That's because a lava lake near the summit of Kilauea is draining, setting the stage for a steam explosion.
The volcano has been undergoing big changes over the past few weeks, culminating in a dramatic eruption following a 5.0-magnitude earthquake and a subsequent magnitude-6.9 earthquake last week. That powerful outburst occurred after rockfalls caused the collapse of the Pu'u 'Ō'ō crater at the summit of Kilauea, which had been puffed up like a soufflé filled with red-hot lava. That lava had to go somewhere, and it oozed underground to the east rift zone of the mighty volcano, where magma doesn't usually travel. New volcanic fissures or cracks opened up in the ground, allowing lava and toxic gases to escape into the surrounding residential areas, called Leilani Estates and Lanipuna Gardens. [Photos: Fiery Lava from Kilauea Erupts on Hawaii's Big Island]
A side effect of all these shifts is that a lava lake on the summit called Halema'uma'u has been draining like a bathtub; as of May 6, it had dropped 722 feet (220 meters), according to the U.S. Geological Survey. As it continues to descend, the magma column could drop below the water table, the point where the ground is saturated with water, and heat up the groundwater.
And that could spell danger for the surrounding areas. With the lava in Halema'uma'u, the walls surrounding the dwindling lake are now steep and unstable, and rockfalls are inevitable, said Don Swanson, a geologist with the Hawaiian Volcano Observatory, said at a news conference yesterday.
"When you remove that support from the conduit and the crater, it causes instability and causes material to fall in," Matt Patrick, a geologist with Hawaiian Volcano Observatory, said at the news conference.
In turn, there will be an increased risk that falling rocks will plug the conduit for Halema'uma'u; as lava heats the underground pool of water, steam will form but will have nowhere to go.
As pressure builds, eventually Kilauea will explode steam, hurling any loose rocks with it — a phenomenon known as a phreatic explosion, Tina Neal, a geologist with the Hawaiian Volcano Observatory, said at the news conference.
The volcano could eject rocks weighing as much as 10 to 12 tons over a distance of half a mile (1 kilometer) and launch pebble-size rocks across a couple of miles, according to geologists from the observatory.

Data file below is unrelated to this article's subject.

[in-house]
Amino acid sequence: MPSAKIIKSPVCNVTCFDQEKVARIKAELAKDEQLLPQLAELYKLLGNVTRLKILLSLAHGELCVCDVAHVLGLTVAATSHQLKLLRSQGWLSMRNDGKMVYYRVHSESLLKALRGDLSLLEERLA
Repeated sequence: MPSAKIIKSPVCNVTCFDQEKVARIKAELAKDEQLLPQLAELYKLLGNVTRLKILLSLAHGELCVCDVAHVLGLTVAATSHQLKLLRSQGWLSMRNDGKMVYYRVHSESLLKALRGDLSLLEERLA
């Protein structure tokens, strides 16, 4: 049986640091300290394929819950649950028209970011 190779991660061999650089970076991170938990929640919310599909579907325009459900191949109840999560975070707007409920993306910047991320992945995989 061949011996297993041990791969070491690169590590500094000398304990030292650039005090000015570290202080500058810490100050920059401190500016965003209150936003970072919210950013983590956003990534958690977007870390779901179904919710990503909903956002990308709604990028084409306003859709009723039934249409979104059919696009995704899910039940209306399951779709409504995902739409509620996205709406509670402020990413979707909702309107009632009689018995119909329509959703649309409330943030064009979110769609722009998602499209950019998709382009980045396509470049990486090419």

This explosion could also eject dangerous amounts of ash, sulfur dioxide and acid rain. The clock begins to tick when the magma drops below the water table, which is likely to happen in mid-May, Swanson said.
Kilauea has been erupting continuously for decades, but it hasn't spewed rocks in such an explosive manner since 1924, according to the Associated Press.
While the surrounding areas will be affected, the whole island is unlikely to see dramatic effects, Swanson said.
"Past explosive eruptions at Kilauea have been comparatively small on a worldwide scale," Swanson said. "We don't anticipate there being any wholesale devastation or evacuation."
Meanwhile, the lava in the east rift zone is inching dangerously close to the Puna Geothermal Venture plant that houses 50,000 gallons (190,00 liters) of pentane, a volatile gas. But all of the pentane is expected to be removed by the end of the day today (May 10), the Associated Press reported.
Originally published on Live Science.
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Tia is the managing editor and was previously a senior writer for Live Science. Her work has appeared in Scientific American, Wired.com and other outlets. She holds a master's degree in bioengineering from the University of Washington, a graduate certificate in science writing from UC Santa Cruz and a bachelor's degree in mechanical engineering from the University of Texas at Austin. Tia was part of a team at the Milwaukee Journal Sentinel that published the Empty Cradles series on preterm births, which won multiple awards, including the 2012 Casey Medal for Meritorious Journalism.